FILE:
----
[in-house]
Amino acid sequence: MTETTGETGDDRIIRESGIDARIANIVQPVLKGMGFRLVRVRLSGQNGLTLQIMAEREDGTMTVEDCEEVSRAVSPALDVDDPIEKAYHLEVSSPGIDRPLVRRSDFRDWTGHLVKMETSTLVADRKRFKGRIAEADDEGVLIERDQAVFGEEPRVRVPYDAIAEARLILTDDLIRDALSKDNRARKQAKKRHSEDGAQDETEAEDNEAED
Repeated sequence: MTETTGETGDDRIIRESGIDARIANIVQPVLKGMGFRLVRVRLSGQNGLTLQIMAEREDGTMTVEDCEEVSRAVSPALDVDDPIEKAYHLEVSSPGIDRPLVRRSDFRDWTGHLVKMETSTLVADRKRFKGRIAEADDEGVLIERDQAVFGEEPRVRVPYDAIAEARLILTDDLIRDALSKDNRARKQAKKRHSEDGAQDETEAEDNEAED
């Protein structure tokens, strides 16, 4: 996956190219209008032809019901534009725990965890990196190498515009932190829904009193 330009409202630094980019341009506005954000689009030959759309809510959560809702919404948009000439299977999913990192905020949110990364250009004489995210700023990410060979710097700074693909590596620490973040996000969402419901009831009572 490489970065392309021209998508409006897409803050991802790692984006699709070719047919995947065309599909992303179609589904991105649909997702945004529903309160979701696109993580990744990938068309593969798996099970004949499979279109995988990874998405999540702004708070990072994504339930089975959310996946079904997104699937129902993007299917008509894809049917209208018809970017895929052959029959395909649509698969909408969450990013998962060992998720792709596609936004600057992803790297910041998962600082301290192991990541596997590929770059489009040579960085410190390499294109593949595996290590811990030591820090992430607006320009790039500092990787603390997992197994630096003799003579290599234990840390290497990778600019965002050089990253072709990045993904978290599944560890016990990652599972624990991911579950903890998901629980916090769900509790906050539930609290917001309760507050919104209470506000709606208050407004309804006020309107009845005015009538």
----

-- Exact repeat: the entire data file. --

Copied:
[in-house]
Amino acid sequence: MTETTGETGDDRIIRESGIDARIANIVQPVLKGMGFRLVRVRLSGQNGLTLQIMAEREDGTMTVEDCEEVSRAVSPALDVDDPIEKAYHLEVSSPGIDRPLVRRSDFRDWTGHLVKMETSTLVADRKRFKGRIAEADDEGVLIERDQAVFGEEPRVRVPYDAIAEARLILTDDLIRDALSKDNRARKQAKKRHSEDGAQDETEAEDNEAED
Repeated sequence: MTETTGETGDDRIIRESGIDARIANIVQPVLKGMGFRLVRVRLSGQNGLTLQIMAEREDGTMTVEDCEEVSRAVSPALDVDDPIEKAYHLEVSSPGIDRPLVRRSDFRDWTGHLVKMETSTLVADRKRFKGRIAEADDEGVLIERDQAVFGEEPRVRVPYDAIAEARLILTDDLIRDALSKDNRARKQAKKRHSEDGAQDETEAEDNEAED
């Protein structure tokens, strides 16, 4: 996956190219209008032809019901534009725990965890990196190498515009932190829904009193 330009409202630094980019341009506005954000689009030959759309809510959560809702919404948009000439299977999913990192905020949110990364250009004489995210700023990410060979710097700074693909590596620490973040996000969402419901009831009572 490489970065392309021209998508409006897409803050991802790692984006699709070719047919995947065309599909992303179609589904991105649909997702945004529903309160979701696109993580990744990938068309593969798996099970004949499979279109995988990874998405999540702004708070990072994504339930089975959310996946079904997104699937129902993007299917008509894809049917209208018809970017895929052959029959395909649509698969909408969450990013998962060992998720792709596609936004600057992803790297910041998962600082301290192991990541596997590929770059489009040579960085410190390499294109593949595996290590811990030591820090992430607006320009790039500092990787603390997992197994630096003799003579290599234990840390290497990778600019965002050089990253072709990045993904978290599944560890016990990652599972624990991911579950903890998901629980916090769900509790906050539930609290917001309760507050919104209470506000709606208050407004309804006020309107009845005015009538």